Here’s a report on SB 486 in Seacoast Online includes this quote from a Planned Parenthood spokeswoman regarding the bill to mandate abortion coverage within any health insurance policy that covers maternity care. Public hearing is February 18 in the Senate Commerce Committee, room 100, at the State House in Concord.
“The Reproductive Health Parity Act builds on the progress New Hampshire has made in recent years to ensure that Granite Staters’ insurance covers the health care they need, including abortion care,” said Sabrina Dunlap, vice president of public affairs for Planned Parenthood of Northern New England in New Hampshire. “For those facing an unintended pregnancy, or changed circumstances during a planned pregnancy, access to timely, affordable and respectful abortion care is an essential component of reproductive health care. Passage of SB 486 will continue New Hampshire’s long history of protecting the right for patients to make their own health care decisions.”
The U.S. Department of Health and Human Services is issuing two final rules revising the Obamacare contraception mandate, in an effort to relieve those with religious and moral objections from compelled contraceptive insurance coverage. Not a moment too soon, either. Read Wesley J. Smith’s summary of the rules here.
HHS describes the rules:
The first of today’s final rules provides an exemption from the contraceptive coverage mandate to entities that object to services covered by the mandate on the basis of sincerely held religious beliefs. The second final rule provides protections to nonprofit organizations and small businesses that have non-religious moral convictions opposing services covered by the mandate.
The religious and moral exemptions provided by these rules also apply to institutions of education, issuers, and individuals.
The Departments are not extending the moral exemption to publicly traded businesses, or either exemption to government entities.
I’ve written at length about the Obamacare mandate that contraceptives for women be treated as “preventive” health care. The mandate was and is wrong on at least two levels: its assumption that women are broken and need to be fixed, and its attack on the First Amendment rights of employers like the Little Sisters of the Poor and Hobby Lobby who have religious or moral objections to helping provide or procure contraceptives, abortifacient or otherwise, for employees.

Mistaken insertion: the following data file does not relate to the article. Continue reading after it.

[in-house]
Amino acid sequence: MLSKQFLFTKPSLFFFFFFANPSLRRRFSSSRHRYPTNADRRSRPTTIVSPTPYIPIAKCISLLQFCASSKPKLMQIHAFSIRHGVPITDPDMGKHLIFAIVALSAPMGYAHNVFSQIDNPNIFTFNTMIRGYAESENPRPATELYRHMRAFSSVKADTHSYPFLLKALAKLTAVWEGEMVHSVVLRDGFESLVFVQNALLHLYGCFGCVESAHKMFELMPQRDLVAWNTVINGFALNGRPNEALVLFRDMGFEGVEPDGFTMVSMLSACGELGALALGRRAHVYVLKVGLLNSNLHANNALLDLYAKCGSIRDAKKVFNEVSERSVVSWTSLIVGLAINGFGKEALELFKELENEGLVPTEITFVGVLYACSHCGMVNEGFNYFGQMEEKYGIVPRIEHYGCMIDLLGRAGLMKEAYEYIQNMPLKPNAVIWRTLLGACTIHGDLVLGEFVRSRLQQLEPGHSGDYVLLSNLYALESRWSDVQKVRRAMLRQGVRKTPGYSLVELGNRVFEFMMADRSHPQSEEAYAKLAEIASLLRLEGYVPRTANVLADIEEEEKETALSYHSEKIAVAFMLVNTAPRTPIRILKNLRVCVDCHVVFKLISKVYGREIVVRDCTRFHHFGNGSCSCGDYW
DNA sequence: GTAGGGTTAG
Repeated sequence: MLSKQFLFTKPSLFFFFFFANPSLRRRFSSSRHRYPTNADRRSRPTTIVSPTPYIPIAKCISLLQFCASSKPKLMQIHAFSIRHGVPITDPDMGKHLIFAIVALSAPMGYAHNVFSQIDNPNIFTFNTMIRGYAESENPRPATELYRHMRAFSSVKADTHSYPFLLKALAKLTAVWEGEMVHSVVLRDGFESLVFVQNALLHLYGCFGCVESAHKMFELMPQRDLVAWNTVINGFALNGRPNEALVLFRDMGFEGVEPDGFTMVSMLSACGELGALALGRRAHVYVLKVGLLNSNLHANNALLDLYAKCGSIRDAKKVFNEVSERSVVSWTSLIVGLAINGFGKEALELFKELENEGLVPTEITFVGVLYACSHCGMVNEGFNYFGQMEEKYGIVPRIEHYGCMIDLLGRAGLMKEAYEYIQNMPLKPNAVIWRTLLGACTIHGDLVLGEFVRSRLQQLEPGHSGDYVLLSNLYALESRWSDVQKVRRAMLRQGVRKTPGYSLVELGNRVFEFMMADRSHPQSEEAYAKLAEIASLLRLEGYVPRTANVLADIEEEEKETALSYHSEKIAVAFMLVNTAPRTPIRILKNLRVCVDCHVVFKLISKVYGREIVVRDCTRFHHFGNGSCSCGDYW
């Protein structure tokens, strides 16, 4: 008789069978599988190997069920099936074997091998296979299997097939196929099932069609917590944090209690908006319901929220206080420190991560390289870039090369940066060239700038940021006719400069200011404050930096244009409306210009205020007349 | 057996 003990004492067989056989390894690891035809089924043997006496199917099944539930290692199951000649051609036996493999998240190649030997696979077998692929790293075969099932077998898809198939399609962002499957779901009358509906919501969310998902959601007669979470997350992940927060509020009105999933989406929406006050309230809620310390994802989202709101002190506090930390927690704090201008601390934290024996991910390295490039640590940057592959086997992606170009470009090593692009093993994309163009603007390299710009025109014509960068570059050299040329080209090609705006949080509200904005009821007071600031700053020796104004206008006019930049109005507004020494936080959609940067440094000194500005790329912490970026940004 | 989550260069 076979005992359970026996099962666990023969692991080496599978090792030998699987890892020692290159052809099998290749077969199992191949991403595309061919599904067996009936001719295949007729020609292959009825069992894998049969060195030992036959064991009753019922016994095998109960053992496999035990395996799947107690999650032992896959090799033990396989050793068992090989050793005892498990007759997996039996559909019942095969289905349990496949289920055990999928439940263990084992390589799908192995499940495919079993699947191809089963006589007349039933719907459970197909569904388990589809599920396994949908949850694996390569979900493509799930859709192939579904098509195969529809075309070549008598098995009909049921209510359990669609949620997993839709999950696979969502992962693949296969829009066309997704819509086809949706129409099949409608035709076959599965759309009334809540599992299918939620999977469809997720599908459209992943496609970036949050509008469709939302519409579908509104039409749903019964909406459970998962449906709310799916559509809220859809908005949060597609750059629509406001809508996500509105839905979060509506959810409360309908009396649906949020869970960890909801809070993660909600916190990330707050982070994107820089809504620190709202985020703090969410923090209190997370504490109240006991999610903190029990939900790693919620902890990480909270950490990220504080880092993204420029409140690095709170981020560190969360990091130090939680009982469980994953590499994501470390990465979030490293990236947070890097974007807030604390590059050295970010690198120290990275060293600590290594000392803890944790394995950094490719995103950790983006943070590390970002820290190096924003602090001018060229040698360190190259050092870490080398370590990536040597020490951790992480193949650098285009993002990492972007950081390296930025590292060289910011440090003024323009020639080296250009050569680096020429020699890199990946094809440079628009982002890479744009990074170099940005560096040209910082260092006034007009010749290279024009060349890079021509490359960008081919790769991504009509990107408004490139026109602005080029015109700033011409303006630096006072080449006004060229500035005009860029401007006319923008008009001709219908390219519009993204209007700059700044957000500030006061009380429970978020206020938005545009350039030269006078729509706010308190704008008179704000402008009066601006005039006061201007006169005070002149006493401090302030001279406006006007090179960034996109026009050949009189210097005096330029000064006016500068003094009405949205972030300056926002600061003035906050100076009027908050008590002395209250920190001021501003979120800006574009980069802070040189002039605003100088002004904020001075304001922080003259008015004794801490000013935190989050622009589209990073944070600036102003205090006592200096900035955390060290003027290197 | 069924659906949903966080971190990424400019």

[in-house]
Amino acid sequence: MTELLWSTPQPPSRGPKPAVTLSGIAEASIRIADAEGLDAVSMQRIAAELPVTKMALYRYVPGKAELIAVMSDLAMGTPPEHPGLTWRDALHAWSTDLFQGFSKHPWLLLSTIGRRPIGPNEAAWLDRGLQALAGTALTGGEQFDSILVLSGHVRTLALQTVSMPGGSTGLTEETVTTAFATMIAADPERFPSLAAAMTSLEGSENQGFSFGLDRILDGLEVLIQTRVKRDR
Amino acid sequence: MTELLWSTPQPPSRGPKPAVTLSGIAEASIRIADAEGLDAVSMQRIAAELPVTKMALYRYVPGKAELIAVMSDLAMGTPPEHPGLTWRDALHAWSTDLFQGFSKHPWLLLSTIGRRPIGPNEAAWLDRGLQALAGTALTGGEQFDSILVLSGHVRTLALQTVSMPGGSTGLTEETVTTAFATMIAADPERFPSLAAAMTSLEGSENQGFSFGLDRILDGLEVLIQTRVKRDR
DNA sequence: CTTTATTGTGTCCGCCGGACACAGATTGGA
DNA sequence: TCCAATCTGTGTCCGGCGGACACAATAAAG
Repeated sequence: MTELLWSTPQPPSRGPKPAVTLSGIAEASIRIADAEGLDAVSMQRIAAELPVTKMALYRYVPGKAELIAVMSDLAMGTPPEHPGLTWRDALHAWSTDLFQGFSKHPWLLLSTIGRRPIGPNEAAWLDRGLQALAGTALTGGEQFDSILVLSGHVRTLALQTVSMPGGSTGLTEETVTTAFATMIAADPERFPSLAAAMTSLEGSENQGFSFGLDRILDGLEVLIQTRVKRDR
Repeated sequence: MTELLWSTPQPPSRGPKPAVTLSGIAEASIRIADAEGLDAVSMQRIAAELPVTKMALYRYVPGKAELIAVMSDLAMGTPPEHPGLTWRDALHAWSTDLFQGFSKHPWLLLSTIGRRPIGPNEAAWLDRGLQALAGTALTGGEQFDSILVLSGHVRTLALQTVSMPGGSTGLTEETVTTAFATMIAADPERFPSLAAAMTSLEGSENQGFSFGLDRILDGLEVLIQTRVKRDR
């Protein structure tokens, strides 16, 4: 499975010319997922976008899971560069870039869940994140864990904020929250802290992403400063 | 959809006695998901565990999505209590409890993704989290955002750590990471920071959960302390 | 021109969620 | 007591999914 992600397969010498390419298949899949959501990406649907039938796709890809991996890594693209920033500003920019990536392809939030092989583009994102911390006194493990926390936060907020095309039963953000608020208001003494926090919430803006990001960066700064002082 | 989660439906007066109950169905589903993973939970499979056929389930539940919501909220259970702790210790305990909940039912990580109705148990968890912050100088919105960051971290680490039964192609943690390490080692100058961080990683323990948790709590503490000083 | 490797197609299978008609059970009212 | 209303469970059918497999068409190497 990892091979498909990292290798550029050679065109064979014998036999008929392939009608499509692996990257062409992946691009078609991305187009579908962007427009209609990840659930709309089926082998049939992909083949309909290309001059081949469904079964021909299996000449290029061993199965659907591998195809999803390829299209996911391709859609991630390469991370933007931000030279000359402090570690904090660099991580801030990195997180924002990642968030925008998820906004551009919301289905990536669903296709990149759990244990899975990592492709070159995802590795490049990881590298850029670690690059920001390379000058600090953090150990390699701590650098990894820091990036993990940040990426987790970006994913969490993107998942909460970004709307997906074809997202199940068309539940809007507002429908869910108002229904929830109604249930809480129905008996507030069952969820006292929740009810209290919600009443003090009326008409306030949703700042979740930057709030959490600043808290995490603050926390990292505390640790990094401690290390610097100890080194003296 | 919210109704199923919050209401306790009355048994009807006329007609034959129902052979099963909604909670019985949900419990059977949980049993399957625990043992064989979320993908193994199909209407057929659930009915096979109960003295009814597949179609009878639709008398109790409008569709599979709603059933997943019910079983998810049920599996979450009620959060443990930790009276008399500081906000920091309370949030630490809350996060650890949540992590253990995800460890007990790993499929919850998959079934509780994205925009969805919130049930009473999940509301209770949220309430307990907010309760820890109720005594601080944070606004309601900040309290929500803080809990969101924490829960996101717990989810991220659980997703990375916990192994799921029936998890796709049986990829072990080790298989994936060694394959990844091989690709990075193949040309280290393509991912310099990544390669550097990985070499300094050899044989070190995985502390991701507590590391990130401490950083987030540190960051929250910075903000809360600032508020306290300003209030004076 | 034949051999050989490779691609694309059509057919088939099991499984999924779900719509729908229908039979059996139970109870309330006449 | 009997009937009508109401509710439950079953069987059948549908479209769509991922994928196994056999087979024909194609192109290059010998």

The new rules may be as close to a solution as can be achieved, with exemptions to the mandate now much broader than before. But there shouldn’t need to be exemptions, because the mandate shouldn’t exist.
President Trump’s Administration is right to recognize the threat to religious liberty posed by the mandate. But this president is no more likely than the previous one to back away from the public policy that treats women as things that need fixing, as though women’s fertility were a disease.
The New Hampshire House has voted Inexpedient to Legislate on HB 1787. The roll call vote was 218-109 on the ITL motion.
(Updated to delete a reference to HB 1680, which will be addressed in a separate post.)
Today’s chapter in the annals of Aren’t-You-Glad-You-Have-a-Republican-Legislature: the New Hampshire House Judiciary Committee has voted “inexpedient to legislate” on HB 1787, a bill to provide conscience protections for medical personnel. The committee recommendation will go to the full House next week.
Voting against the motion to kill the bill were four representatives, all Republican: Joseph Hagan of Chester, Gary Hopper of Weare, Kurt Wuelper of Strafford, and Dan Hynes of Merrimack.
Voting in favor of the “inexpedient to legislate” motion: Reps. Claire Rouillard (R-Goffstown), Michael Sylvia (R-Belmont), Kathleen Hoelzel (R-Raymond), Robert Graham (R-Milton), Jason Janvrin (R-Seabrook), John Leavitt (R-Hooksett), Janet Wall (D-Madbury), Timothy Horrigan (D-Durham), Paul Berch (D-Westmoreland), Suzanne Smith (D-Hebron), Linda Kenison (D-Concord), Sandra Keans (D-Rochester), Charlotte DiLorenzo (D-Newmarket), and Debra Altschiller (D-Stratham).
HB 1721, to prevent coerced abortions: ITL, 15-3
On the same day, the committee recommended “inexpedient to legislate” on a bill to prevent coerced abortions. The vote was 15-3. Representatives Wuelper, Hopper, and Leavitt voted against the ITL motion.
Short memories make for bad public policy. I can’t help but reflect on that.
As I write this, Congress is about to take a vote on doing something-or-another with Obamacare: repeal, replace, whatever. I’m not sure they know what they’re doing, despite good intentions all around. In all the tinkering, I am not hearing much from Members of Congress about what made the “Affordable Care Act” utterly unacceptable to so many Catholics, including me: the contraceptive mandate. Continue reading “Undermining the First Amendment in the name of “Health Care””